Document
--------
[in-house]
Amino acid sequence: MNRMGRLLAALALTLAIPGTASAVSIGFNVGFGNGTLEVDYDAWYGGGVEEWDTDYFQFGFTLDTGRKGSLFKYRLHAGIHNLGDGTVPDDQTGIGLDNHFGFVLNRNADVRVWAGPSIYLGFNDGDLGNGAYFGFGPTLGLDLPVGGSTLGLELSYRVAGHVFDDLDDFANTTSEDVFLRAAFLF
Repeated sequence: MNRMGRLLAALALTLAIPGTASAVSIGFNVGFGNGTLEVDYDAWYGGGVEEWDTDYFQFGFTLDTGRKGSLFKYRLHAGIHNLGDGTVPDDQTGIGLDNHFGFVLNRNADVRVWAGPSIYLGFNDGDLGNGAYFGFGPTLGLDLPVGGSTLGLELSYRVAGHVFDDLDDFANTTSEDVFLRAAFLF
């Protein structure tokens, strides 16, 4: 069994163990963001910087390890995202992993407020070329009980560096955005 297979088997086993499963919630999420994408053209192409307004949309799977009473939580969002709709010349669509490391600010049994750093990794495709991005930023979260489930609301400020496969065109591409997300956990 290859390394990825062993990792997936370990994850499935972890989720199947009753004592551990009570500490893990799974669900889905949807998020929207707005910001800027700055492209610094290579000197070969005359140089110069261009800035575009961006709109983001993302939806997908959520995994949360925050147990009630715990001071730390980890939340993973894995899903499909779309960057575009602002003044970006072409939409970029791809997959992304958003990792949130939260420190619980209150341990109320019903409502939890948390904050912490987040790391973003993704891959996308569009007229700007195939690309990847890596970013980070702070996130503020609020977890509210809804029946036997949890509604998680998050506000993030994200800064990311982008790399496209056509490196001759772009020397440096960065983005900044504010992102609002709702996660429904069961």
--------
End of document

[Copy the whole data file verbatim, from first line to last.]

[in-house]
Amino acid sequence: MNRMGRLLAALALTLAIPGTASAVSIGFNVGFGNGTLEVDYDAWYGGGVEEWDTDYFQFGFTLDTGRKGSLFKYRLHAGIHNLGDGTVPDDQTGIGLDNHFGFVLNRNADVRVWAGPSIYLGFNDGDLGNGAYFGFGPTLGLDLPVGGSTLGLELSYRVAGHVFDDLDDFANTTSEDVFLRAAFLF
Repeated sequence: MNRMGRLLAALALTLAIPGTASAVSIGFNVGFGNGTLEVDYDAWYGGGVEEWDTDYFQFGFTLDTGRKGSLFKYRLHAGIHNLGDGTVPDDQTGIGLDNHFGFVLNRNADVRVWAGPSIYLGFNDGDLGNGAYFGFGPTLGLDLPVGGSTLGLELSYRVAGHVFDDLDDFANTTSEDVFLRAAFLF
């Protein structure tokens, strides 16, 4: 069994163990963001910087390890995202992993407020070329009980560096955005 297979088997086993499963919630999420994408053209192409307004949309799977009473939580969002709709010349669509490391600010049994750093990794495709991005930023979260489930609301400020496969065109591409997300956990 290859390394990825062993990792997936370990994850499935972890989720199947009753004592551990009570500490893990799974669900889905949807998020929207707005910001800027700055492209610094290579000197070969005359140089110069261009800035575009961006709109983001993302939806997908959520995994949360925050147990009630715990001071730390980890939340993973894995899903499909779309960057575009602002003044970006072409939409970029791809997959992304958003990792949130939260420190619980209150341990109320019903409502939890948390904050912490987040790391973003993704891959996308569009007229700007195939690309990847890596970013980070702070996130503020609020977890509210809804029946036997949890509604998680998050506000993030994200800064990311982008790399496209056509490196001759772009020397440096960065983005900044504010992102609002709702996660429904069961």